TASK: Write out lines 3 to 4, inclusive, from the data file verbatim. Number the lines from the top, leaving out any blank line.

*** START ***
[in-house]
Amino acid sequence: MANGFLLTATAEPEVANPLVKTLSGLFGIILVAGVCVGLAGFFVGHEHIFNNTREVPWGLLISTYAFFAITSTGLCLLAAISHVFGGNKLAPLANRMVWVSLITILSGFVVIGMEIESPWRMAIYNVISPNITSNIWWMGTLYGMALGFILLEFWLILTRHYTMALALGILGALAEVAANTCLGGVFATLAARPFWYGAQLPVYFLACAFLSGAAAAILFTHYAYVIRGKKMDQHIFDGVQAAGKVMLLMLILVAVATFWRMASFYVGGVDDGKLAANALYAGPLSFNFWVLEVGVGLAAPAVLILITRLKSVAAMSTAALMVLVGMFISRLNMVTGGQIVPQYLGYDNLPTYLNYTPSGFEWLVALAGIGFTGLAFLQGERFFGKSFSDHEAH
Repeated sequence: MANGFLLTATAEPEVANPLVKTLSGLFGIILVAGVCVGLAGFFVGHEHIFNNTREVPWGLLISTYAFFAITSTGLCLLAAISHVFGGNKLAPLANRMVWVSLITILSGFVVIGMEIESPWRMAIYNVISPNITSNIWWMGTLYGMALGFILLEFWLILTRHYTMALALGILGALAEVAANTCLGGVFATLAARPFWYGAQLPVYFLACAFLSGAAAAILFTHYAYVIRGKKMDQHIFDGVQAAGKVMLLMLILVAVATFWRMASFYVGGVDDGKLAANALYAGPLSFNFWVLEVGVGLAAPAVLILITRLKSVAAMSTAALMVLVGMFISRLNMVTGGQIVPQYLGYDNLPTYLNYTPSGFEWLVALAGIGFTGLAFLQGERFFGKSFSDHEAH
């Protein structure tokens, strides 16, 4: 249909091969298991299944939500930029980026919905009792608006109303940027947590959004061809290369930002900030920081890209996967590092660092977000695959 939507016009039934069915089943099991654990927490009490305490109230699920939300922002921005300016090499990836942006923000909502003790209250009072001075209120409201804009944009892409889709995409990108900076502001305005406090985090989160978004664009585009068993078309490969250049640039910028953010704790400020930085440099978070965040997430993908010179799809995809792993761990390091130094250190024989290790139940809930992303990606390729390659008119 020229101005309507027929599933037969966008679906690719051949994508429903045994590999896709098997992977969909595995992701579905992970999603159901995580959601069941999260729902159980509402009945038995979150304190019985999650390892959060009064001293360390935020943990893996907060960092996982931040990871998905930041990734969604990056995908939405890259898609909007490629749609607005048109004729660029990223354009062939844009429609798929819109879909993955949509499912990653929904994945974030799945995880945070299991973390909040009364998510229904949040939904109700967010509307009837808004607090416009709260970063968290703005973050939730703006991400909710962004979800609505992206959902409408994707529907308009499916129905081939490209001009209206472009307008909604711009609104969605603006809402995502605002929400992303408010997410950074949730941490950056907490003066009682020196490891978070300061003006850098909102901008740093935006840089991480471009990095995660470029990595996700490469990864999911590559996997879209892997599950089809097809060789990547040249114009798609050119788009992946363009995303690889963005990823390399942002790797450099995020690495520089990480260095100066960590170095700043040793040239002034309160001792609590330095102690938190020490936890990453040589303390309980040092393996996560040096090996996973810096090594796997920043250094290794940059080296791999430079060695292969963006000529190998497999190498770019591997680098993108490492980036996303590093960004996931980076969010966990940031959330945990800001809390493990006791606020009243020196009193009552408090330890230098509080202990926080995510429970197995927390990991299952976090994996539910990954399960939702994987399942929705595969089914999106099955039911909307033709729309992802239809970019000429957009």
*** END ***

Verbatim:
Repeated sequence: MANGFLLTATAEPEVANPLVKTLSGLFGIILVAGVCVGLAGFFVGHEHIFNNTREVPWGLLISTYAFFAITSTGLCLLAAISHVFGGNKLAPLANRMVWVSLITILSGFVVIGMEIESPWRMAIYNVISPNITSNIWWMGTLYGMALGFILLEFWLILTRHYTMALALGILGALAEVAANTCLGGVFATLAARPFWYGAQLPVYFLACAFLSGAAAAILFTHYAYVIRGKKMDQHIFDGVQAAGKVMLLMLILVAVATFWRMASFYVGGVDDGKLAANALYAGPLSFNFWVLEVGVGLAAPAVLILITRLKSVAAMSTAALMVLVGMFISRLNMVTGGQIVPQYLGYDNLPTYLNYTPSGFEWLVALAGIGFTGLAFLQGERFFGKSFSDHEAH
């Protein structure tokens, strides 16, 4: 249909091969298991299944939500930029980026919905009792608006109303940027947590959004061809290369930002900030920081890209996967590092660092977000695959 939507016009039934069915089943099991654990927490009490305490109230699920939300922002921005300016090499990836942006923000909502003790209250009072001075209120409201804009944009892409889709995409990108900076502001305005406090985090989160978004664009585009068993078309490969250049640039910028953010704790400020930085440099978070965040997430993908010179799809995809792993761990390091130094250190024989290790139940809930992303990606390729390659008119 020229101005309507027929599933037969966008679906690719051949994508429903045994590999896709098997992977969909595995992701579905992970999603159901995580959601069941999260729902159980509402009945038995979150304190019985999650390892959060009064001293360390935020943990893996907060960092996982931040990871998905930041990734969604990056995908939405890259898609909007490629749609607005048109004729660029990223354009062939844009429609798929819109879909993955949509499912990653929904994945974030799945995880945070299991973390909040009364998510229904949040939904109700967010509307009837808004607090416009709260970063968290703005973050939730703006991400909710962004979800609505992206959902409408994707529907308009499916129905081939490209001009209206472009307008909604711009609104969605603006809402995502605002929400992303408010997410950074949730941490950056907490003066009682020196490891978070300061003006850098909102901008740093935006840089991480471009990095995660470029990595996700490469990864999911590559996997879209892997599950089809097809060789990547040249114009798609050119788009992946363009995303690889963005990823390399942002790797450099995020690495520089990480260095100066960590170095700043040793040239002034309160001792609590330095102690938190020490936890990453040589303390309980040092393996996560040096090996996973810096090594796997920043250094290794940059080296791999430079060695292969963006000529190998497999190498770019591997680098993108490492980036996303590093960004996931980076969010966990940031959330945990800001809390493990006791606020009243020196009193009552408090330890230098509080202990926080995510429970197995927390990991299952976090994996539910990954399960939702994987399942929705595969089914999106099955039911909307033709729309992802239809970019000429957009």